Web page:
A website from the Massachusetts Historical Society; founded 1791.

Browsing: Papers of John Adams, Volume 9

Docno: ADMS-06-09-02-0283

Author: Adams, John
Author: F. R. S.
Recipient: Digges, Thomas
Date: 1780-06-28

To Thomas Digges

Yours of 26 and 29 Ultimo I have received and another with the Court Gazette with the Capitulation of Charlestown and also that of 8th. instant.2 I have also received the Box of Books, and all the Bundles of Newspapers and Pamphlets. I thank you most Sincerely for your Care. I beg you Pardon, sir, for sending you, half of the Report of the Committee.3 I thought it entire when I sent it. It is now printed, in the Papers, so that there is no Necessity of sending another if I had it—but I have none left.
The Pamphlets have been a Feast to me. But what can be said of those written by—Such a Mass of Falsehood! The cool Thoughts on the Consequences of American Independence, should have been intituled a Demonstration that it is the Interest and Duty of America { 480 } to support her Independence at all Events: and that it is equally the Interest and Duty of all the rest of Europe to support her in it.4 It Seems as if Providence intended to give success enough to lead on the English Nation to their final and total destruction. I am sorry for it. I wish it not. But it must come if they pursue this War much farther. The Conquest of Charlestown will only arouse America to double Exertion and fourfold Indignation. The English Nation knows not the People they have to do with and that has been the fatal Course of their Misconduct from first to last.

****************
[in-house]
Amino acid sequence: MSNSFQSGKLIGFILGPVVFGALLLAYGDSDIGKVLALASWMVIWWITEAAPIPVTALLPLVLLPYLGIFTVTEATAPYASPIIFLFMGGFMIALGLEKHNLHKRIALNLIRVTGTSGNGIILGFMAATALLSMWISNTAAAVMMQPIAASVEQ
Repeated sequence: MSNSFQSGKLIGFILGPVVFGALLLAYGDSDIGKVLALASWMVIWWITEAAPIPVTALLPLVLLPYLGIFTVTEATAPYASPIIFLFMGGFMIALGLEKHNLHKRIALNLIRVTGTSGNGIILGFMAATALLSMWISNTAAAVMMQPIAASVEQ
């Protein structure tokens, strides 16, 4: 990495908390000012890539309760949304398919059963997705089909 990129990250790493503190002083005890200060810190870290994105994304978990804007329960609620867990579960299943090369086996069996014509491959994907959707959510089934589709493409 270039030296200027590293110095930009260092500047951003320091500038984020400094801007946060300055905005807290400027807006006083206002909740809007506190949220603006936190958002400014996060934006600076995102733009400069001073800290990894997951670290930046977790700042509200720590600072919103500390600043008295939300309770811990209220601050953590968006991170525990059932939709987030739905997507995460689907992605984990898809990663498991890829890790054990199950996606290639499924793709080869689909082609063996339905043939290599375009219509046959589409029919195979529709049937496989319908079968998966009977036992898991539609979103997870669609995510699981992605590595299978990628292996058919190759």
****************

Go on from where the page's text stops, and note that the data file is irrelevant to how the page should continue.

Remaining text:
Governor Pownal knows them altho he dares not say in Parliament what he knows. It is the Deuce of the Destinies that the southern Parts of the Continent, should be brought to as much Experience in War as the northern. This will remove the only Cause of Jealousy and Strengthen the Union, beyond a Possibility of Breaking it.
It will make them taste equally too the bitter Cup of British Inhumanity. In short the English So far from gaining any Thing by the Acquisition of Charlestown, will only double their Expense. Their army will moulder away. And they will be in danger of loosing both that and New York. Those who imagine that this will discourage any Body in America, have no Idea of that People.
The blubbering Babies in Europe, who give up all for lost, upon every Disaster, are no Americans. The last are Men. Yours with great regard. &c.
[signed] F. R. S.
LbC (Adams Papers;) directed to: “W. S. Church.”
1. In the Letterbook, JA left this letter undated. The date of 24 June was supplied by John Thaxter, probably because this letter followed a series of letters dated the 24th. It, however, was probably written on 28 June, because JA's endorsement on Digges' letter of 8 June indicates that he replied on the 28th and this letter is clearly an answer to the letter of the 8th (from Digges, 8 June, descriptive note, above).
2. Digges' letter of 29 May has not been found. Neither has that which enclosed the “Court Gazette,” but it was probably dated on or about 15 June, the date of the London Gazette carrying news of Charleston's surrender.
3. See Digges' letter of 14 April, and note 2 (above).
4. For this specific comment regarding the effect of Joseph Galloway's Cool Thoughts, see JA's letter to the President of Congress, 16 June, No. 84 (above) and“Letters from a Distinguished American,” [ante 14–22 July], No. I (below).

Docno: ADMS-06-09-02-0284

Docno: ADMS-06-09-02-0284-0001

Author: Adams, John
Recipient: Franklin, Benjamin
Date: 1780-06-29

To Benjamin Franklin